King Coal certainly ruled our past, but it does not have to rule our future.

Posted May 15, 2017, by Sarah Martik

Nemacolin Slag Dump in Greene County, PA

Nemacolin Slag Dump in Greene County, PA

Dear Representative Snyder,

As you said in your op-ed, coal has fueled our economy, has won wars for us, and has continued to play a leading role in our energy production. You’re right on all counts. However, coal has also resulted in thousands of cases of black lung, has destroyed water supplies, and has seen a rapid decline in investment in the past decade.  As a lifelong resident of Washington County (ironically, of Coal Center), I grew up in a mined-out legacy area, where there are dump piles directly next to baseball fields and where people still live in the old row-houses that were part of company towns.  As the granddaughter of a coal miner, I know just how important coal has been to our area and to my own family. I am also painfully aware of the fact that we desperately need to change the way we produce energy else we leave behind a terrible planet for the next generation.

Representative Snyder, you say that coal is a resource “deserving more respect, investment, and consideration by many whose homes and businesses are heated, cooled, and lighted by the very resource they disparage.” What investment are you referencing here? There exist – today – technologies that could produce zero-carbon emissions from power plants that burn coal.  Why are we not investing in these?  Do you expect the utility companies to implement and pay for these changes on their own – without pushing the cost to ratepayers?  Will the legislature pass a law mandating the use of these technologies?  If so, is the state willing to pick up the tab for investing in these technologies? And what about respect for residents and their choice?  We heat our homes with electricity from coal and natural gas because those are the only options available to us in our energy market.  All residents can do to make our carbon footprints smaller is control our consumption of electricity.  We as energy users are being as responsible as we can. I wish I could say the same for the legislature that represents us.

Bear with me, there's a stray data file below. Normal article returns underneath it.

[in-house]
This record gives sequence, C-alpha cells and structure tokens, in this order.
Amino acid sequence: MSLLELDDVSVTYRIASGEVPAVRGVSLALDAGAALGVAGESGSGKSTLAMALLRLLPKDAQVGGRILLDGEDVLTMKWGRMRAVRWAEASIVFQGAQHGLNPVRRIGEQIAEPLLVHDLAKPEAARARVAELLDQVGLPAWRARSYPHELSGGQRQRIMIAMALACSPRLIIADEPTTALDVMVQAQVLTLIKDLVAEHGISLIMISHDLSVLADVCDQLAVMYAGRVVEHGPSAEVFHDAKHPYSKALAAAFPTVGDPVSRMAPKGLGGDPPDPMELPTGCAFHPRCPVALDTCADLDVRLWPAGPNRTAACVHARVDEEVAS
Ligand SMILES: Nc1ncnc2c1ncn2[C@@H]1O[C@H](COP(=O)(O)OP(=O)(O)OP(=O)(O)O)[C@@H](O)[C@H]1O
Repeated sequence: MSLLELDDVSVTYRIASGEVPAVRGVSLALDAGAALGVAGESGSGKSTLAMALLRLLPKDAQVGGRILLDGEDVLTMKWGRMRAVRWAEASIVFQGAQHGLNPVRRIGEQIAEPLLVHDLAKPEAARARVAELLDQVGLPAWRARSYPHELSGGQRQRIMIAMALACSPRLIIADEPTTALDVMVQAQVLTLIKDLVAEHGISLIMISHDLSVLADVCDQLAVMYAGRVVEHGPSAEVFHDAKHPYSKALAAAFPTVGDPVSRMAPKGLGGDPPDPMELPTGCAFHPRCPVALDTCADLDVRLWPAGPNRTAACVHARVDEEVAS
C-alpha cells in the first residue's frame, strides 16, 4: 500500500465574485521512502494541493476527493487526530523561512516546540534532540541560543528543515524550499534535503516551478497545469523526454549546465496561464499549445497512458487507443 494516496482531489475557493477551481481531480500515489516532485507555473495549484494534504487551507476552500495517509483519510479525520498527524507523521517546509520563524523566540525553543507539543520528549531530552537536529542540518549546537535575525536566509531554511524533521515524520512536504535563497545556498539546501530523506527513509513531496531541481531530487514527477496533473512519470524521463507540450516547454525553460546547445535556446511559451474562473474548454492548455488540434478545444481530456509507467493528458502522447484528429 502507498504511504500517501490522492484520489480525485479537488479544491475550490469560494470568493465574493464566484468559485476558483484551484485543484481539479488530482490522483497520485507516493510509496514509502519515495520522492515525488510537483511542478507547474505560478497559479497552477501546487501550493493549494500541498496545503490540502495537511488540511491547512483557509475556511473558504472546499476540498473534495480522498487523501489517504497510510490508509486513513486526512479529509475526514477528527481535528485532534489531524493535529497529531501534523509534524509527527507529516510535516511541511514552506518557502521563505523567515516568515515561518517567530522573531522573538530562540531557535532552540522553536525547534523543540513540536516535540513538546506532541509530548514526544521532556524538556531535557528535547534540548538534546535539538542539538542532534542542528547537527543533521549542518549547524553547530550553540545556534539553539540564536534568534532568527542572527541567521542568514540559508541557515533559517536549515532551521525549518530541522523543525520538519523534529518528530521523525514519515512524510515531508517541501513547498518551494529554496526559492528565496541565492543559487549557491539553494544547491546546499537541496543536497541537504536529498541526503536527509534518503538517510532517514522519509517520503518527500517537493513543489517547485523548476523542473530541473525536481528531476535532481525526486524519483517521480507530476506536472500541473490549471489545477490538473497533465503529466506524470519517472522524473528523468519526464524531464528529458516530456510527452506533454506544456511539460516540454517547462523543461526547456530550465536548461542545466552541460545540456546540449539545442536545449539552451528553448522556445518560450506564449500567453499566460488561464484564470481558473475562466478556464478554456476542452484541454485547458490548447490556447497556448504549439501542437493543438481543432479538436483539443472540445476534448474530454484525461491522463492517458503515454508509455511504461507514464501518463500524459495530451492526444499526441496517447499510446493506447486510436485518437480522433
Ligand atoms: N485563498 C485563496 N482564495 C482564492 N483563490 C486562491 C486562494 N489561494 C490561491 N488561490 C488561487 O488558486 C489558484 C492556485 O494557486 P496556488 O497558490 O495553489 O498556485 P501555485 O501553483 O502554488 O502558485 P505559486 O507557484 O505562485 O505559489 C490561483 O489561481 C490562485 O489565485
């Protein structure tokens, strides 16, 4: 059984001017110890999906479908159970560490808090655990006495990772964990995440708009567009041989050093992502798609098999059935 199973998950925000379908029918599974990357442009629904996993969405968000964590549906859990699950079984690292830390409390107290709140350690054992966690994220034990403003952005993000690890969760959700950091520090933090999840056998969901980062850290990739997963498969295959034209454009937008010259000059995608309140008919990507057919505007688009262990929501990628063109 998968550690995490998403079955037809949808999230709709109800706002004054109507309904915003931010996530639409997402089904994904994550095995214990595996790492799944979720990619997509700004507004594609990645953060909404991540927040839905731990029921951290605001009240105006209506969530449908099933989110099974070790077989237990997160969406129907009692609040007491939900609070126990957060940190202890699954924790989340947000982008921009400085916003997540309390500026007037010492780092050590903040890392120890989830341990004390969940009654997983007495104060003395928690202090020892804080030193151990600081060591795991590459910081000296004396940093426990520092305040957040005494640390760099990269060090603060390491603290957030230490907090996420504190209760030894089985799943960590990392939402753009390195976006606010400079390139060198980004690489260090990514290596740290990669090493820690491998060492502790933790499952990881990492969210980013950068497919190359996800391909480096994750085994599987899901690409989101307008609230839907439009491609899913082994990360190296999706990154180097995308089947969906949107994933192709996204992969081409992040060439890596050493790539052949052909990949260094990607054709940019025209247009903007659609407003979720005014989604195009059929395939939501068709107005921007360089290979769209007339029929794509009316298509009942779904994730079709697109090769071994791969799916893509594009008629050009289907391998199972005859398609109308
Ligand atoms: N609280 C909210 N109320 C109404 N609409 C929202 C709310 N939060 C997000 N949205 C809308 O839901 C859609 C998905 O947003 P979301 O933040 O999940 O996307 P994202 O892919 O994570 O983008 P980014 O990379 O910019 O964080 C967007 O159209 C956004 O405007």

Demand for coal nationwide is declining.  We are seeing states enact legislation that requires an increasingly larger percentage of the energy produced to come from renewable sources.  More importantly, people in the country want to see us transition:  recent polling indicates that less than 30% of the U.S. population supported ramping up coal production. Comparatively, 75% want us to invest more in solar energy, and 71% want to see us further develop our capacity for wind power. Yes, people in southwestern Pennsylvania also want to see a cleaner energy future.  As renewable energy options expand to more and more communities across the country, people are going to choose to use the renewable energy, further decreasing the demand for coal.  If the demand is going away, why do you insist,  “Coal is not going away – quietly or otherwise?”  If you hide your eyes and block your ears to the scary realities of our energy future, our economy will suffer.

No one should discredit what truly clean energy technology has and can do for our world and the security of future generations.